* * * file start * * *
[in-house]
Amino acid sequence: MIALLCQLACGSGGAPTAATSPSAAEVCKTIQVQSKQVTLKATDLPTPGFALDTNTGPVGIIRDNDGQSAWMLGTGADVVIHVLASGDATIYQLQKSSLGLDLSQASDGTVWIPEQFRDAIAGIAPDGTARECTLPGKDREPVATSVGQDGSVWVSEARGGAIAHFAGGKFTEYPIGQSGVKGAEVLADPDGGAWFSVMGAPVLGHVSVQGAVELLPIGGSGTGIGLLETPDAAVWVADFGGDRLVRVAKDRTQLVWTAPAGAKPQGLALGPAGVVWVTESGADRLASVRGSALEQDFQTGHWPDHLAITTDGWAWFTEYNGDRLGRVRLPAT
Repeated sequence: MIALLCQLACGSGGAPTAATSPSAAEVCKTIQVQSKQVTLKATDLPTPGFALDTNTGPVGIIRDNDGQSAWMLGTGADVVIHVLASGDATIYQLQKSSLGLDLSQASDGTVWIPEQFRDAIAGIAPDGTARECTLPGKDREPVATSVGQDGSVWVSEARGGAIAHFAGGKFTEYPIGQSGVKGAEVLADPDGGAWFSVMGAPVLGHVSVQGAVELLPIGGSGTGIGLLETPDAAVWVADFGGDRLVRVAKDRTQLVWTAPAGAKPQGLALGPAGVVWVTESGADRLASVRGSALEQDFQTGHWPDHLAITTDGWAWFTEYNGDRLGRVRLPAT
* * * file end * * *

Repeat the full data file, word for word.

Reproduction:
[in-house]
Amino acid sequence: MIALLCQLACGSGGAPTAATSPSAAEVCKTIQVQSKQVTLKATDLPTPGFALDTNTGPVGIIRDNDGQSAWMLGTGADVVIHVLASGDATIYQLQKSSLGLDLSQASDGTVWIPEQFRDAIAGIAPDGTARECTLPGKDREPVATSVGQDGSVWVSEARGGAIAHFAGGKFTEYPIGQSGVKGAEVLADPDGGAWFSVMGAPVLGHVSVQGAVELLPIGGSGTGIGLLETPDAAVWVADFGGDRLVRVAKDRTQLVWTAPAGAKPQGLALGPAGVVWVTESGADRLASVRGSALEQDFQTGHWPDHLAITTDGWAWFTEYNGDRLGRVRLPAT
Repeated sequence: MIALLCQLACGSGGAPTAATSPSAAEVCKTIQVQSKQVTLKATDLPTPGFALDTNTGPVGIIRDNDGQSAWMLGTGADVVIHVLASGDATIYQLQKSSLGLDLSQASDGTVWIPEQFRDAIAGIAPDGTARECTLPGKDREPVATSVGQDGSVWVSEARGGAIAHFAGGKFTEYPIGQSGVKGAEVLADPDGGAWFSVMGAPVLGHVSVQGAVELLPIGGSGTGIGLLETPDAAVWVADFGGDRLVRVAKDRTQLVWTAPAGAKPQGLALGPAGVVWVTESGADRLASVRGSALEQDFQTGHWPDHLAITTDGWAWFTEYNGDRLGRVRLPAT